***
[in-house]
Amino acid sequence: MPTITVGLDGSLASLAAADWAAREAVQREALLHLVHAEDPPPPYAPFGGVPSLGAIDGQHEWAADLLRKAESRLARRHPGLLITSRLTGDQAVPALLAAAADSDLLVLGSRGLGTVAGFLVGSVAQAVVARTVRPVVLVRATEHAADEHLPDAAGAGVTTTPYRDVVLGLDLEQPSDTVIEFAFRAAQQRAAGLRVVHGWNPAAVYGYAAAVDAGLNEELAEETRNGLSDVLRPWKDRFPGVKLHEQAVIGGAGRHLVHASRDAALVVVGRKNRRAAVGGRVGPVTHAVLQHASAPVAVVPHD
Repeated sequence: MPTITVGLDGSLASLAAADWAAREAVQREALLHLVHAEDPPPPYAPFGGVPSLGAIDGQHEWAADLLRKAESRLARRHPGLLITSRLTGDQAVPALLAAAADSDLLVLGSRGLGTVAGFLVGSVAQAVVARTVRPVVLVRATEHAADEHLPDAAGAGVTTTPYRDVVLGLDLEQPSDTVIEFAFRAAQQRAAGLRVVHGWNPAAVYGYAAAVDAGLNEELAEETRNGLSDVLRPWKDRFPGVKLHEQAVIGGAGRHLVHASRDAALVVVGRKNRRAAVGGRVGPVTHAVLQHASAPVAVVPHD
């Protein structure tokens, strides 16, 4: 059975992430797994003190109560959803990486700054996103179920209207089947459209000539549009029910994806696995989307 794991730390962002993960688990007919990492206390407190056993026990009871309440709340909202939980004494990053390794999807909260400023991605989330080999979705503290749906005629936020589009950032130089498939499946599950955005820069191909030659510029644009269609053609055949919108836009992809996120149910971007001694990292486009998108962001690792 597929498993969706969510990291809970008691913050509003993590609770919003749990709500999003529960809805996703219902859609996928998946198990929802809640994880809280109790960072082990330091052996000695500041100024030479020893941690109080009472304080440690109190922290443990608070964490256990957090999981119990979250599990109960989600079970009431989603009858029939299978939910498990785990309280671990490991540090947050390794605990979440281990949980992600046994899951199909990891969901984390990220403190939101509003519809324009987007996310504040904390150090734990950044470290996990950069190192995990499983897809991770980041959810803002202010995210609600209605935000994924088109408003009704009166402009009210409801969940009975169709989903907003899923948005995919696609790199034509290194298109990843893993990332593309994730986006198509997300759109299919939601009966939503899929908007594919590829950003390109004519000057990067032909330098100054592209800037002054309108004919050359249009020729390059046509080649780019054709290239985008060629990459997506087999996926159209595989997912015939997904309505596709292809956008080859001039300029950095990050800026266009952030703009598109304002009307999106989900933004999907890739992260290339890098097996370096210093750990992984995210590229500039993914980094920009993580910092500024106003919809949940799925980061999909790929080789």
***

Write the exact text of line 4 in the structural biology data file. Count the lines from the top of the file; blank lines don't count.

């Protein structure tokens, strides 16, 4: 059975992430797994003190109560959803990486700054996103179920209207089947459209000539549009029910994806696995989307 794991730390962002993960688990007919990492206390407190056993026990009871309440709340909202939980004494990053390794999807909260400023991605989330080999979705503290749906005629936020589009950032130089498939499946599950955005820069191909030659510029644009269609053609055949919108836009992809996120149910971007001694990292486009998108962001690792 597929498993969706969510990291809970008691913050509003993590609770919003749990709500999003529960809805996703219902859609996928998946198990929802809640994880809280109790960072082990330091052996000695500041100024030479020893941690109080009472304080440690109190922290443990608070964490256990957090999981119990979250599990109960989600079970009431989603009858029939299978939910498990785990309280671990490991540090947050390794605990979440281990949980992600046994899951199909990891969901984390990220403190939101509003519809324009987007996310504040904390150090734990950044470290996990950069190192995990499983897809991770980041959810803002202010995210609600209605935000994924088109408003009704009166402009009210409801969940009975169709989903907003899923948005995919696609790199034509290194298109990843893993990332593309994730986006198509997300759109299919939601009966939503899929908007594919590829950003390109004519000057990067032909330098100054592209800037002054309108004919050359249009020729390059046509080649780019054709290239985008060629990459997506087999996926159209595989997912015939997904309505596709292809956008080859001039300029950095990050800026266009952030703009598109304002009307999106989900933004999907890739992260290339890098097996370096210093750990992984995210590229500039993914980094920009993580910092500024106003919809949940799925980061999909790929080789």